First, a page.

Chuck Norris, America's favorite driftwood sculpture, returns to the screen in "Code of Silence," a conventional cop thriller leavened with a tablespoon of style and a quarter-cup of garbagey fun.

Norris plays Eddie Cusack, a second-generation Chicago detective who plays by his own rules. He doesn't respect the mob's law of omerta , and he doesn't respect the cops' "code of silence," either. When a burned-out bobby given to 90-proof "nerve tonic" shoots an innocent kid, Cusack's the only one who talks.

It takes just such a rugged individualist to stop the street war being waged between Anthony "Crazy Tony" Luna (Mike Genovese) and Luis Comacho (Henry Silva), leader of a band of murderous coke dealers. Luna scotches a Comacho drug deal, stealing both dough and snow and killing Comacho's brother to boot. In search of revenge, the Comacho clan romps around town slitting the throats of its adversaries. This, we are told, is a "Colombian necktie."

The screenplay, by Michael Butler, Dennis Shryack and Mike Gray, is dotted with bits of arcana, fragments of slang drawn from cop culture and the drug underworld that give it a nice texture. These screen writers obviously enjoy what they're doing. They include, for example, a funny skit involving two inept hoods who hold up a tavern full of cops. The script is wildly uneven and often lazy (one line is stolen outright from "The Godfather"). But at its best, it's hard and tough and street-eloquent. When Norris crashes the Comacho pool hall, one hoodlum says, "You don't want to be in here." "If I want your opinion," Norris replies, "I'll beat it out of you."

Director Andy Davis, yet another talented graduate of the Roger Corman School of Cheap Movies, stages the opening sequence with a loose, documentary style that draws the audience directly into the action. His work is uneven, too. A dizzying car chase through the Loop ends in a ho-hum climax, and the final blast-'em-up fails to deliver. But the movie has an unobtrusively daring editing style and use of sound, and a detailed sense of Windy City milieu.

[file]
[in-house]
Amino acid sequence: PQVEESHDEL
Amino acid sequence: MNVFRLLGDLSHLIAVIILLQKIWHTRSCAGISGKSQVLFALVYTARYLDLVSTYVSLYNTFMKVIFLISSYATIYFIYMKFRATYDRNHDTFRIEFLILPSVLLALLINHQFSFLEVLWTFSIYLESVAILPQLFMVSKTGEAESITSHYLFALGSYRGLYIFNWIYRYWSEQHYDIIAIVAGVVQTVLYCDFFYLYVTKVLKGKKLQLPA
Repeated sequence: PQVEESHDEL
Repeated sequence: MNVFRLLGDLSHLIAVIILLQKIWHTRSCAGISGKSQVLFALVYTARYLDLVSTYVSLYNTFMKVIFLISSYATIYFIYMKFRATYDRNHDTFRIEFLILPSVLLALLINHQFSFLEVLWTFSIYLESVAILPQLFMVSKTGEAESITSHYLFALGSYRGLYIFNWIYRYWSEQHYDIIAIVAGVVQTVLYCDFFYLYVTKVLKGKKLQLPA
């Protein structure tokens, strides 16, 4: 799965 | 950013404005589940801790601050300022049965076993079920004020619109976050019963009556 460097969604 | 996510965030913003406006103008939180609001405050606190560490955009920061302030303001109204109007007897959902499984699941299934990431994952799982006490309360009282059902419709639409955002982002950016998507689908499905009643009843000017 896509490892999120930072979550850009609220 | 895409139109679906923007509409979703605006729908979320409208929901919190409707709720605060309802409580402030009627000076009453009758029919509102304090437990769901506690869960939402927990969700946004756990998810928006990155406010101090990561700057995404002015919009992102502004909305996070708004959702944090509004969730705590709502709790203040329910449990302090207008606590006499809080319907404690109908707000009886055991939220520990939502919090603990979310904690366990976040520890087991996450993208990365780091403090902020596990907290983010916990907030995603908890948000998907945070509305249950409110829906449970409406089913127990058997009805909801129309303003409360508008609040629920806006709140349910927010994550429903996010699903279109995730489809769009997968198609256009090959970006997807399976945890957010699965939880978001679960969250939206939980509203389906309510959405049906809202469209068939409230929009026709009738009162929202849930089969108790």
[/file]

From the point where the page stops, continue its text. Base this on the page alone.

Much of the local texture comes from the supporting cast of fine Chicago actors, including Ralph Foody as the burned-out booze-hound, Joseph Guzaldo as Norris' rookie partner and Dennis Farina as Norris' wounded former partner, who hobbles through "Code of Silence" with retirement schemes ranging from an alligator farm to a hot-dog stand at Wrigley Field. Bert Remsen adds a nice cameo as the commander, as does Ron Dean as a small-minded detective, and Silva is suitably menacing in his high-polish, high-cheekboned way.

Norris has all the charisma of a railroad tie, but he can still karate-kick over his head. His stunts are good, but badly orchestrated. His "tender" moments with Crazy Tony's innocent daughter (Molly Hagan, yet another young performer who acts with her jaw) are simply embarrassing. By this point, though, there's something almost touching about the way Norris keeps butting against the limits of his talent. His obvious inadequacies lend the unbeatable Cusack a touch of the underdog.

The real star of the movie, though, is "Prowler," a four-wheeled riot squad supplied by Robot Defense Systems Inc. of Thornton, Colo. It may unleash fiery mayhem with rockets, recoilless rifles and machine guns aimed by closed-circuit TV cameras, but when it's finished, it mews in a seductive, synthesized woman's voice -- a sort of "My Mother the Tank."

Code of Silence, at area theaters, is rated R and contains considerable violence and profanity.